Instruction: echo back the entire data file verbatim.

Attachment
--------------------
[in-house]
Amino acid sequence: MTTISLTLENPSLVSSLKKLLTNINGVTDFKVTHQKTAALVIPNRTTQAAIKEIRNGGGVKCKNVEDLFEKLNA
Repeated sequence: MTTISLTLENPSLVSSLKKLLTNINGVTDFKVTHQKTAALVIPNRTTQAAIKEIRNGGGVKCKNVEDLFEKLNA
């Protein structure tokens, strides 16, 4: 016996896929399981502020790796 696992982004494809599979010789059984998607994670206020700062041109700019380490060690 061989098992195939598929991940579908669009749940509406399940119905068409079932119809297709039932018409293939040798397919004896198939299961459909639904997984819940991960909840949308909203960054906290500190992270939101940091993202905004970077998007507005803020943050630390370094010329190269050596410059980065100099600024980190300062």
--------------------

[in-house]
Amino acid sequence: MTTISLTLENPSLVSSLKKLLTNINGVTDFKVTHQKTAALVIPNRTTQAAIKEIRNGGGVKCKNVEDLFEKLNA
Repeated sequence: MTTISLTLENPSLVSSLKKLLTNINGVTDFKVTHQKTAALVIPNRTTQAAIKEIRNGGGVKCKNVEDLFEKLNA
């Protein structure tokens, strides 16, 4: 016996896929399981502020790796 696992982004494809599979010789059984998607994670206020700062041109700019380490060690 061989098992195939598929991940579908669009749940509406399940119905068409079932119809297709039932018409293939040798397919004896198939299961459909639904997984819940991960909840949308909203960054906290500190992270939101940091993202905004970077998007507005803020943050630390370094010329190269050596410059980065100099600024980190300062």